Lane added, though, that NCBA's policy book also directs the group to oppose government mandates on cattle marketing methods.
"We take the discussions and deliberations that go into our grassroots policy process seriously, and we will hold this bill -- as we would any other -- up against the policy of this association," Lane said.
Lee Reichmuth, a Nebraska cattle producer and a regional director for the U.S. Cattlemen's Association, credited the senators for reaching a bipartisan solution that has a chance to reform cattle markets. Reichmuth said the bill will "restore robust price discovery" and provide producers more information to make marketing decisions.
"Reforming the cattle marketplace to drive transparency and true price discovery is a core tenet of how we can strengthen the U.S. cattle producer's bottom line, and we look forward to working with members of the Senate and House Agriculture Committees to quickly advance this bill," Reichmuth said.
Prices for live cattle and boxed beef are both higher than a year ago with USDA's 5 Area Daily Weighted Average for Slaughter Cattle showing negotiated cash sales at $130 per cwt on Monday, while Choice Boxed Beef Cutout prices were at $288.65 on Monday. But packers processed 36,962 head in the 5 Area (Texas/Oklahoma/New Mexico, Kansas, Nebraska, Colorado, Iowa/Minnesota) while USDA reported negotiated cash trade amounted to 2,578 head, or only about 7% of the cattle slaughter stated in those USDA 5 Area reports.
The Senate bill would also create a public library of marketing contracts between packers and cattle producers while protecting the confidentiality of those involved in the contracts. The Senate bill, though, would prohibit USDA from using confidentiality as justification for not reporting and make it clear USDA must report all Livestock Mandatory Reporting information.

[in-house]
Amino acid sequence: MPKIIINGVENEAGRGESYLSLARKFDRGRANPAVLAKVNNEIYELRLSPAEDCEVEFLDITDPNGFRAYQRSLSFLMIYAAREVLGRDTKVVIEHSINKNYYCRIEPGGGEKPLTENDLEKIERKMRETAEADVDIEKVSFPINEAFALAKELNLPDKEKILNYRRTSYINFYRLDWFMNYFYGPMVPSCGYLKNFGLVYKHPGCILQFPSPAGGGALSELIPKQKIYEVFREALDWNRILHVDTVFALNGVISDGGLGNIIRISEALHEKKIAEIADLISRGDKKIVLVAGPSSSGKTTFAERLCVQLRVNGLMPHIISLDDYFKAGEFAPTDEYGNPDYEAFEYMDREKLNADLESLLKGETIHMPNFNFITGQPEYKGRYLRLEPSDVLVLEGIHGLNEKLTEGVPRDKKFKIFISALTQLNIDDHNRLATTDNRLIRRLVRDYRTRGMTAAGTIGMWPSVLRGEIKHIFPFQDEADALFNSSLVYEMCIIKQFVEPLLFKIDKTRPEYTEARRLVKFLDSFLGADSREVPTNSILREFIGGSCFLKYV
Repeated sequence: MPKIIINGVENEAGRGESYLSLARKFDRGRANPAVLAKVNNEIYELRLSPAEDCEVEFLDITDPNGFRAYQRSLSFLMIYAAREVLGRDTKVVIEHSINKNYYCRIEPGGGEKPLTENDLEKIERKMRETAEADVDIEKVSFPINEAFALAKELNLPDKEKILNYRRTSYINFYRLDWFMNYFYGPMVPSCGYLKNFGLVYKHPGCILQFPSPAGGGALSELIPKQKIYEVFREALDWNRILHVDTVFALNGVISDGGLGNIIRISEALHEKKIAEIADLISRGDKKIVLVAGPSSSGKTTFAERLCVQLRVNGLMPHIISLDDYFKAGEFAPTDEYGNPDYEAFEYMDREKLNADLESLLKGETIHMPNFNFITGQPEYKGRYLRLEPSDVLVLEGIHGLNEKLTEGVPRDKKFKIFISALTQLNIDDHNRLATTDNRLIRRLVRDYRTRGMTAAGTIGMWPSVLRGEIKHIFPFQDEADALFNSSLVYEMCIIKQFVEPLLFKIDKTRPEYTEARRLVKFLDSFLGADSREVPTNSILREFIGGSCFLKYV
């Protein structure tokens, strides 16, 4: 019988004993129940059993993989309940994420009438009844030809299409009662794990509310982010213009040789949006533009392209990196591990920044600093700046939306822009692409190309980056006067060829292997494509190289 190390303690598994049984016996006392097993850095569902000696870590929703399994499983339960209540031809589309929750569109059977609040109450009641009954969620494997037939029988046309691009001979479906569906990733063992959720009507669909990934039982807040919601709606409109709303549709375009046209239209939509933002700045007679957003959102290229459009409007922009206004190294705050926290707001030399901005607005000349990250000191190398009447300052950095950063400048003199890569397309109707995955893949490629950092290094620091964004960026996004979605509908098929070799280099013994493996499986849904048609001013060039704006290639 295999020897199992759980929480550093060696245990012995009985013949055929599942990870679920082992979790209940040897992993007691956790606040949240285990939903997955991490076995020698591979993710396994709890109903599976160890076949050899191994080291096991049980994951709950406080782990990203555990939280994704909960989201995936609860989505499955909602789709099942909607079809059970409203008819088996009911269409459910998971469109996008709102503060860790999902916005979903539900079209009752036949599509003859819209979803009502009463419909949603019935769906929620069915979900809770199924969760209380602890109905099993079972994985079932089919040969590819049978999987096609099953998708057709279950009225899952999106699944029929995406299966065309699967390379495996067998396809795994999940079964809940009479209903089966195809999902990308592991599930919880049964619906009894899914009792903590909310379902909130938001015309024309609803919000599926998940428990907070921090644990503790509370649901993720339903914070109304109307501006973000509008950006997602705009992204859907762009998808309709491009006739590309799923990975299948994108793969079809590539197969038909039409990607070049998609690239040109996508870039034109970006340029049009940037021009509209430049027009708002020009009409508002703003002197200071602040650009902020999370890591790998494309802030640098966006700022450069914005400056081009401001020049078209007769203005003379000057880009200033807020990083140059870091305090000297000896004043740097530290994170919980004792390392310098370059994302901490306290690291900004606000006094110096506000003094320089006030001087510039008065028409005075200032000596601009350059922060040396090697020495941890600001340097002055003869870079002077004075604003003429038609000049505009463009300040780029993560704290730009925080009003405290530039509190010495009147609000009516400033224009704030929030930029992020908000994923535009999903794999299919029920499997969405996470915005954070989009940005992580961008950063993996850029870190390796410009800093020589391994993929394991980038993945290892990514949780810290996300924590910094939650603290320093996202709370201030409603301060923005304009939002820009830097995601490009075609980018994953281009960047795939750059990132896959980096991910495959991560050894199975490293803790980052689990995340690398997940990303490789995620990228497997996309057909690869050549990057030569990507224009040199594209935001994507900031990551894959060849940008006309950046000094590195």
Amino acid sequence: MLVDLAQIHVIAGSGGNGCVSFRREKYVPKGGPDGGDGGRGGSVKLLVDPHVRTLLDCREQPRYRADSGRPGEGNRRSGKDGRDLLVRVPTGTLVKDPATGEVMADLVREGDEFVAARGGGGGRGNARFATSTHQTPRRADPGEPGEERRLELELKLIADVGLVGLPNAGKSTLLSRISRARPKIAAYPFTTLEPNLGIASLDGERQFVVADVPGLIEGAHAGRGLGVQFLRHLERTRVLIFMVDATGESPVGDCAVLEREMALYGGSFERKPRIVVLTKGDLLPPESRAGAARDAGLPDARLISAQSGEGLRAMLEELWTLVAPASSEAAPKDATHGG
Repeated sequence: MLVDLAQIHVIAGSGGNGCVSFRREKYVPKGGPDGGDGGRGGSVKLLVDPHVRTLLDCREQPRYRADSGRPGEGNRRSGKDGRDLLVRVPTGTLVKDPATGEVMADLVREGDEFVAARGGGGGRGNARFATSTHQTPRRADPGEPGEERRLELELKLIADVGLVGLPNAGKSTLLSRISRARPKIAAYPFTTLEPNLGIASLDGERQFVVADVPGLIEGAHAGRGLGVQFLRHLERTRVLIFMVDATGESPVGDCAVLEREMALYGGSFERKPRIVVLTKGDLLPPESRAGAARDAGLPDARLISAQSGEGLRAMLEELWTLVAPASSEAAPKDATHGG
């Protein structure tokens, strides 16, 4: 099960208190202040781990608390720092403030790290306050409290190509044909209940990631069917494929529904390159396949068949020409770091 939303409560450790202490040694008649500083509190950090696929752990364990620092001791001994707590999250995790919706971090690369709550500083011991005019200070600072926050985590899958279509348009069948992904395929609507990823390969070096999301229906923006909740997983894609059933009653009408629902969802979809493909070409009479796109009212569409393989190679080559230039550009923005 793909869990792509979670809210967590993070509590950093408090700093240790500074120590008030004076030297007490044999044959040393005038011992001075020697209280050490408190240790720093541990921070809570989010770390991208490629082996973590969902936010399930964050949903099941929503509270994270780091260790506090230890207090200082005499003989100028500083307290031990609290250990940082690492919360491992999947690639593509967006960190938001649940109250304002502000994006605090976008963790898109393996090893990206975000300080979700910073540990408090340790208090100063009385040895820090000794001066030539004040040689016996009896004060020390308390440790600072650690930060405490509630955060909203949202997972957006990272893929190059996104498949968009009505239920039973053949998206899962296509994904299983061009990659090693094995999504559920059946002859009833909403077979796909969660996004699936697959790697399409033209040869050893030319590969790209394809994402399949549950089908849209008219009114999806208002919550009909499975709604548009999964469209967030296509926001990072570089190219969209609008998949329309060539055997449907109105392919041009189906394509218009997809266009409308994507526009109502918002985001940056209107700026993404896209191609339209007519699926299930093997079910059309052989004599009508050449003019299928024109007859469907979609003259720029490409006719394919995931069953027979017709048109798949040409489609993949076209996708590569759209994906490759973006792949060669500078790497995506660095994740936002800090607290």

The House Agriculture Committee late last month advanced a standalone bill that would create a contract library for cattle producers reflecting any premiums or discounts associated with a contract. The House bill, HR 5690, would provide those contract details in weekly or monthly reports.
The Senate bill also would require USDA to release more timely information on carcass weights as well as require a packer to report the number of cattle scheduled to be delivered for slaughter each day for the next 14 days.
Senators also would increase penalties packers face in the beef and swine industries for violations under the Packers and Stockyards Act to the same level that a poultry dealer faces when USDA finds a violation.
Some groups that have already announced they back the senators' bill include the American Farm Bureau Federation, the National Farmers Union and the U.S. Cattlemen's Association. Some state groups such as the Iowa Cattlemen's Association also back the bill.
"The provisions outlined in this legislation are based on feedback from the cattle industry, specifically taking into account testimonies shared by independent cattle producers at the Senate Agriculture Committee and Senate Judiciary Committee hearings this summer. We believe this legislation effectively addresses several challenges within the cattle industry. Congress must take swift action to advance this legislation," said Bob Noble, president-elect of Iowa Cattlemen's Association.
Grassley told reporters on Tuesday that the agreement on negotiated cash trade would not solve all of the producers' problems with industry concentration. Asked about efforts to build new independent packing plants in Iowa and Nebraska, Grassley said those efforts are needed.
"These additional slaughters are going to reduce the monopoly impact of the four big packers," Grassley said.